In the wake of multiple teacher strikes that have prompted national attention towards educators’ salaries and education spending, the U.S. Census Bureau just released its updated Annual Survey of School System Finances covering Fiscal Year 2016. According to the report, total current spending of public elementary-secondary school systems for the U.S. in 2016 was $587 billion, a 3.3% increase from 2015. With over 48 million students enrolled in school in the U.S., the per pupil current spending nationwide is $11,762, an increase of 3.2% since 2015.
Summer is right around the corner, and many college students who see graduation looming on the horizon use the break from school as a time to take an internship in their field. While internships offer valuable “real world” experience and have seemed to become almost mandatory in many fields, internships often provide very little pay, or in some cases no pay at all. How do you answer the question, then, if the benefits of taking an internship are worth the cost?
As of the fourth quarter of 2017, total student loan debt in the U.S. hit a record high of $1.38 trillion, up 152% over the past 10 years. For reference, total household debt only grew 6% over that same time period, according to data from The New York Fed. Outside of mortgages, student loans are now the largest source of household debt for Americans, greater than auto loans ($1.22 trillion) or credit cards ($834 billion).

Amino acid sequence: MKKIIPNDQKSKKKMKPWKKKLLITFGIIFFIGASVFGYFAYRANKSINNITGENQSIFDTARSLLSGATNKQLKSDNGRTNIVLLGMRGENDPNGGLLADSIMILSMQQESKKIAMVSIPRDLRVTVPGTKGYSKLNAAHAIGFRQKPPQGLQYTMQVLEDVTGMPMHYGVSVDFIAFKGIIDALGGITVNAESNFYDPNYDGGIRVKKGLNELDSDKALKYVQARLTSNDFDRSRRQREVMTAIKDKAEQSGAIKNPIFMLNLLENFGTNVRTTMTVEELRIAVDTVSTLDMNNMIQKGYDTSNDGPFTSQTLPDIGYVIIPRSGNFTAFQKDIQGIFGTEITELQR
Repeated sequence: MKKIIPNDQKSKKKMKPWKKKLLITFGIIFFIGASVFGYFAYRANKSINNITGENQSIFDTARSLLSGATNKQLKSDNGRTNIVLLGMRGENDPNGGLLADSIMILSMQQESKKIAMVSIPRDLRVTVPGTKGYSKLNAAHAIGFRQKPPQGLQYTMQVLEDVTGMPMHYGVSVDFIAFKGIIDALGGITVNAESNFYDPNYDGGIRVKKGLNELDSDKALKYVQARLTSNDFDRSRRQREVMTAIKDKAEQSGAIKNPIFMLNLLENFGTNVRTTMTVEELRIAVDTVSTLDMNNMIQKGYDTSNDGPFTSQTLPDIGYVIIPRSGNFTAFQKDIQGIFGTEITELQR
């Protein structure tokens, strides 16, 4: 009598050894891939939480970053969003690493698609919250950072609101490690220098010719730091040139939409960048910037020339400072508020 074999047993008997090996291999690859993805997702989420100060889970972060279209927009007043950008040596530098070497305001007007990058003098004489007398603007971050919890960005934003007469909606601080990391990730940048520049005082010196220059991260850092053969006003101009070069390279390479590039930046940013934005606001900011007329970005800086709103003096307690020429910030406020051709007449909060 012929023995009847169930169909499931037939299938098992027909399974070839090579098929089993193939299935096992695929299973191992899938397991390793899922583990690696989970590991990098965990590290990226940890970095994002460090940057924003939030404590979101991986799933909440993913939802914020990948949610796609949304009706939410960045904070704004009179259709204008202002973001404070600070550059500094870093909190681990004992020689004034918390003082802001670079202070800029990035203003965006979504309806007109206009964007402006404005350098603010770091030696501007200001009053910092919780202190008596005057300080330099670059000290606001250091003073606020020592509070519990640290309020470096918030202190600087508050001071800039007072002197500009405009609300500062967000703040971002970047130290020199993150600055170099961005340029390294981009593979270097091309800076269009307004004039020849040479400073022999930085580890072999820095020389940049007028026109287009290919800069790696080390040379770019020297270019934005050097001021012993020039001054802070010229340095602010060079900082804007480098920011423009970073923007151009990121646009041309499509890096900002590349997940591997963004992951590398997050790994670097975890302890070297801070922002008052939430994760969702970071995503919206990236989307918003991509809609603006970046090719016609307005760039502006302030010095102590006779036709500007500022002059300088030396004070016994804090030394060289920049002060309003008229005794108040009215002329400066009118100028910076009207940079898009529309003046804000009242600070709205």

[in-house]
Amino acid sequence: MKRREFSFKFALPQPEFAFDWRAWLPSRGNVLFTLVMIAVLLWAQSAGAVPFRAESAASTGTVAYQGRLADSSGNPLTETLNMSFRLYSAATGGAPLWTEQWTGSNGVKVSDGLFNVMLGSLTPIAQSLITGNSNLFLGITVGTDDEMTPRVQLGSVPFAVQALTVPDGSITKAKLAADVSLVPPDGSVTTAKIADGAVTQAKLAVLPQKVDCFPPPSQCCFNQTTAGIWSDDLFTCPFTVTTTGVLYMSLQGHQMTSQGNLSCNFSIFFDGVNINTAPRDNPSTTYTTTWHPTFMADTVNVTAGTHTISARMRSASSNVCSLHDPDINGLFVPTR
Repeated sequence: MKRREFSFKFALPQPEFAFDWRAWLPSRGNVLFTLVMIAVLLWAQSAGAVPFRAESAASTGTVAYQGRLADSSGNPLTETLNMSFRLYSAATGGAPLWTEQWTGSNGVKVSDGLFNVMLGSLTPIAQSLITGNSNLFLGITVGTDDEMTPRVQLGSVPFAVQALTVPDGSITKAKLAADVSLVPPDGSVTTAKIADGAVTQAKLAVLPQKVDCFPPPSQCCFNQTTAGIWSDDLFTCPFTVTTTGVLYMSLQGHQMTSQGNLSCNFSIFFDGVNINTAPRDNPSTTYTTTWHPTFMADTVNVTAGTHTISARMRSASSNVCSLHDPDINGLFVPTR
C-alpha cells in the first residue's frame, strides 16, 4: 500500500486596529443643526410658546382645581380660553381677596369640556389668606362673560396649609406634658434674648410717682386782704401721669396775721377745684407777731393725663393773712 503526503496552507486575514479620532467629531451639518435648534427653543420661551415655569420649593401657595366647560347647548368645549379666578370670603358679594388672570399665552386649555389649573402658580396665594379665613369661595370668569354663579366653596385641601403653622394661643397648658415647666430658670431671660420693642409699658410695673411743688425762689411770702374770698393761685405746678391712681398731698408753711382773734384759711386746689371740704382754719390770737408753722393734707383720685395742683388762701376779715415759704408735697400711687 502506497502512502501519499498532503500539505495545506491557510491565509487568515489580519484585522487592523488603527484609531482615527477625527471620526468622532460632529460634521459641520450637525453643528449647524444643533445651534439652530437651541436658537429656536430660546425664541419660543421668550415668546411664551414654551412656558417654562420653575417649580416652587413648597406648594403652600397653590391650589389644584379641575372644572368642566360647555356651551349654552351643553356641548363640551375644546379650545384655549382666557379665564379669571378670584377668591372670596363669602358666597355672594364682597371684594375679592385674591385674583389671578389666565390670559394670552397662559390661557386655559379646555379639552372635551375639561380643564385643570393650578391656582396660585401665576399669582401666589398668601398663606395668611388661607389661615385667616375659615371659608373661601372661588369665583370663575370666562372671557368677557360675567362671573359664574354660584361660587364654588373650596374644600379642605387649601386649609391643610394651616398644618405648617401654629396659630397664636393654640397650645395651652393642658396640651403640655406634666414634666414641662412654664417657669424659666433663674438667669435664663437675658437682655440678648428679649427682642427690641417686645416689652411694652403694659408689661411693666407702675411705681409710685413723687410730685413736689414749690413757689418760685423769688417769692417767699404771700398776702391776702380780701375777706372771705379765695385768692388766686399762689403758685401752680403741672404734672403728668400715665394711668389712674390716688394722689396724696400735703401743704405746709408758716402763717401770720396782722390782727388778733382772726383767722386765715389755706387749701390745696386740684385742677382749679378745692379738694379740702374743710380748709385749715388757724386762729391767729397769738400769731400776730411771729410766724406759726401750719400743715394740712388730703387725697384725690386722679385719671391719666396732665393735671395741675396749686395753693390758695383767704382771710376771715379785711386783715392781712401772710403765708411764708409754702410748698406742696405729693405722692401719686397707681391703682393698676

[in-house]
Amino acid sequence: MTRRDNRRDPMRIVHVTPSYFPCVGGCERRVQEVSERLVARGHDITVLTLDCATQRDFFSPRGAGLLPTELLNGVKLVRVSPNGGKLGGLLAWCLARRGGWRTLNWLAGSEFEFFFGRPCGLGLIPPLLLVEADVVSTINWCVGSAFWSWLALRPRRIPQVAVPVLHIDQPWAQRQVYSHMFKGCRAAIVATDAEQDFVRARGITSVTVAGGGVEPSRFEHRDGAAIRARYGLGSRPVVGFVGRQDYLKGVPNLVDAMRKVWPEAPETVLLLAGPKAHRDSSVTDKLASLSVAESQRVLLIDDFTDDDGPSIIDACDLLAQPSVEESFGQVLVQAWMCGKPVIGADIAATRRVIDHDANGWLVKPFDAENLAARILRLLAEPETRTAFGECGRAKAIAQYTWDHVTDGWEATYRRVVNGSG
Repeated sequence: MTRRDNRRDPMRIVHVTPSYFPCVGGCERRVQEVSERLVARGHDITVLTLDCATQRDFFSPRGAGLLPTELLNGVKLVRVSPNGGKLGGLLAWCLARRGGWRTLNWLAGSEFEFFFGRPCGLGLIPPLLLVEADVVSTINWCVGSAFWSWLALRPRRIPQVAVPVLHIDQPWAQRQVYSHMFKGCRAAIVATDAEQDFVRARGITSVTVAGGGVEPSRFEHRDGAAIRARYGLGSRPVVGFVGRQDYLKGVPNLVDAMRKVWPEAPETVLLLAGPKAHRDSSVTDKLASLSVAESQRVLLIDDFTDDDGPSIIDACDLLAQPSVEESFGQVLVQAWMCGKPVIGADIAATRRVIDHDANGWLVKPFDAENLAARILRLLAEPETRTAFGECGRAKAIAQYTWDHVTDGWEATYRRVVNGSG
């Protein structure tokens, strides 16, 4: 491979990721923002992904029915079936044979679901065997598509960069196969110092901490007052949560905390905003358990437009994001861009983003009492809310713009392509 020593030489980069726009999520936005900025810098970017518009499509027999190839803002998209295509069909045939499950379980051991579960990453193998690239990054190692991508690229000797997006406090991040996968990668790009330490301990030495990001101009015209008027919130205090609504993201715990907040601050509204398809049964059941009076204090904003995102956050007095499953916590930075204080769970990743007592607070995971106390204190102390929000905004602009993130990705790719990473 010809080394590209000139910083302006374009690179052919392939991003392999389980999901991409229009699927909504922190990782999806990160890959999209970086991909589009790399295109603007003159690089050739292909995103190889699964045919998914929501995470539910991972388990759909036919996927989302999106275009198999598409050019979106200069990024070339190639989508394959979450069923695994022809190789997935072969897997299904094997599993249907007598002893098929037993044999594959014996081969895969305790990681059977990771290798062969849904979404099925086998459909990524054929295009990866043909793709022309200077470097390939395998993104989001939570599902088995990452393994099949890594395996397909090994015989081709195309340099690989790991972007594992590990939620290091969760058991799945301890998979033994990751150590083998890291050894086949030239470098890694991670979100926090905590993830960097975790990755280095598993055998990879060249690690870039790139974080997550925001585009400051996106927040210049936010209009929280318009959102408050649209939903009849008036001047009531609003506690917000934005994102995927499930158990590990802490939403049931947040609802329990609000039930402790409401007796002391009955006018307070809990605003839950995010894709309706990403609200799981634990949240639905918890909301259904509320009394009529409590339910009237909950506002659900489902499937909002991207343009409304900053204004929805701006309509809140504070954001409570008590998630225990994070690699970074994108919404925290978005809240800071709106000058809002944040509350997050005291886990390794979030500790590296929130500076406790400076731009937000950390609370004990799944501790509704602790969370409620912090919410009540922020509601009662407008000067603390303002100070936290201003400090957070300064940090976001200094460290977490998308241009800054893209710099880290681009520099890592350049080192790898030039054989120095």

If you’ve heard horror stories about wage garnishment, you may believe it only happens to “deadbeat parents” or those that owe thousands of dollars in back taxes. In reality, however, wage garnishment can occur for many reasons, so it’s important to understand exactly what it is, and which unpaid debts can leave you subject to wage garnishment. Read More
When we think about the $1.45 trillion student loan crisis, we normally imagine struggling, young, recent college graduates. We often don’t think about the collateral damage among families that overwhelming school debt can inflict, but that’s a fast-growing problem. Almost all private student loans require a co-signer, and increasingly, the parents and grandparents tied to these debts are running into trouble — lower credit scores, higher borrowing costs, and threatened retirement are just a few of the consequences. Read More